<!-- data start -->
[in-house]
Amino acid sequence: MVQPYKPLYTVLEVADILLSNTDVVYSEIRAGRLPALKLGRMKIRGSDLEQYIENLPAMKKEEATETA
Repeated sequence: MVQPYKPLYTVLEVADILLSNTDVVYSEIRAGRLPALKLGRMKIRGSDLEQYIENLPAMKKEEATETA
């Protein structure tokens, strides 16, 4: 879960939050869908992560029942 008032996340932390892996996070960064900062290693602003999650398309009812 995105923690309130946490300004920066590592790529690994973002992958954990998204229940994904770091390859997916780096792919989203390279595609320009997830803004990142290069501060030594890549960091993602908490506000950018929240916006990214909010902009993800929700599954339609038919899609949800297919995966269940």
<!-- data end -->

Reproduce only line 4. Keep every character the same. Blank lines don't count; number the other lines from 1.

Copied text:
């Protein structure tokens, strides 16, 4: 879960939050869908992560029942 008032996340932390892996996070960064900062290693602003999650398309009812 995105923690309130946490300004920066590592790529690994973002992958954990998204229940994904770091390859997916780096792919989203390279595609320009997830803004990142290069501060030594890549960091993602908490506000950018929240916006990214909010902009993800929700599954339609038919899609949800297919995966269940």